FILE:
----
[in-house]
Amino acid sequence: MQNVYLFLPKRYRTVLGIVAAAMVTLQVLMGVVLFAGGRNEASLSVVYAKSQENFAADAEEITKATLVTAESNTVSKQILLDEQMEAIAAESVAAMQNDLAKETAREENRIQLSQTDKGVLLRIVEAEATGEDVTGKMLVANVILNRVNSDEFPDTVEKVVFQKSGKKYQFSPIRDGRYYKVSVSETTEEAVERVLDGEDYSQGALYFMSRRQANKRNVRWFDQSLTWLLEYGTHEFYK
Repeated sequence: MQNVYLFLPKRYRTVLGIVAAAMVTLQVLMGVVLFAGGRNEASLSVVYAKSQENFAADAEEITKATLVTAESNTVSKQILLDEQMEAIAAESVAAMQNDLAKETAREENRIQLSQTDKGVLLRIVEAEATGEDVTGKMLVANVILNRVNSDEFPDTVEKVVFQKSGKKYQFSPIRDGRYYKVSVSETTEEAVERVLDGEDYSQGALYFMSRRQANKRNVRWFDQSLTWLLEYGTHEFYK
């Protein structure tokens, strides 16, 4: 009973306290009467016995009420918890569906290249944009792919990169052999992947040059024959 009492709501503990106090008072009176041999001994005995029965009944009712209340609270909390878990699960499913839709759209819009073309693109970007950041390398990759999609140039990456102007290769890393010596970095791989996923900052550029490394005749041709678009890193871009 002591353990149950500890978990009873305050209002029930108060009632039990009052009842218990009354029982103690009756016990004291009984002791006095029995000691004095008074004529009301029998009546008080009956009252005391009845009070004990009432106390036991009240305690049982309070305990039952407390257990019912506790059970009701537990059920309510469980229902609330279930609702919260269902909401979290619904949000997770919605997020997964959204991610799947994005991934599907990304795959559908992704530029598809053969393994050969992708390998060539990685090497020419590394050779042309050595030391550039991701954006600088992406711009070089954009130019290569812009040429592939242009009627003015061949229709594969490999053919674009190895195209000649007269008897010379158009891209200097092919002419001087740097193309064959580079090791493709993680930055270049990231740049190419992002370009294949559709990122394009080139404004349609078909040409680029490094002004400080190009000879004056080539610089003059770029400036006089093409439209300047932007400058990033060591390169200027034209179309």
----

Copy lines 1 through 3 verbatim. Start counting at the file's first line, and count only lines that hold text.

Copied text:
[in-house]
Amino acid sequence: MQNVYLFLPKRYRTVLGIVAAAMVTLQVLMGVVLFAGGRNEASLSVVYAKSQENFAADAEEITKATLVTAESNTVSKQILLDEQMEAIAAESVAAMQNDLAKETAREENRIQLSQTDKGVLLRIVEAEATGEDVTGKMLVANVILNRVNSDEFPDTVEKVVFQKSGKKYQFSPIRDGRYYKVSVSETTEEAVERVLDGEDYSQGALYFMSRRQANKRNVRWFDQSLTWLLEYGTHEFYK
Repeated sequence: MQNVYLFLPKRYRTVLGIVAAAMVTLQVLMGVVLFAGGRNEASLSVVYAKSQENFAADAEEITKATLVTAESNTVSKQILLDEQMEAIAAESVAAMQNDLAKETAREENRIQLSQTDKGVLLRIVEAEATGEDVTGKMLVANVILNRVNSDEFPDTVEKVVFQKSGKKYQFSPIRDGRYYKVSVSETTEEAVERVLDGEDYSQGALYFMSRRQANKRNVRWFDQSLTWLLEYGTHEFYK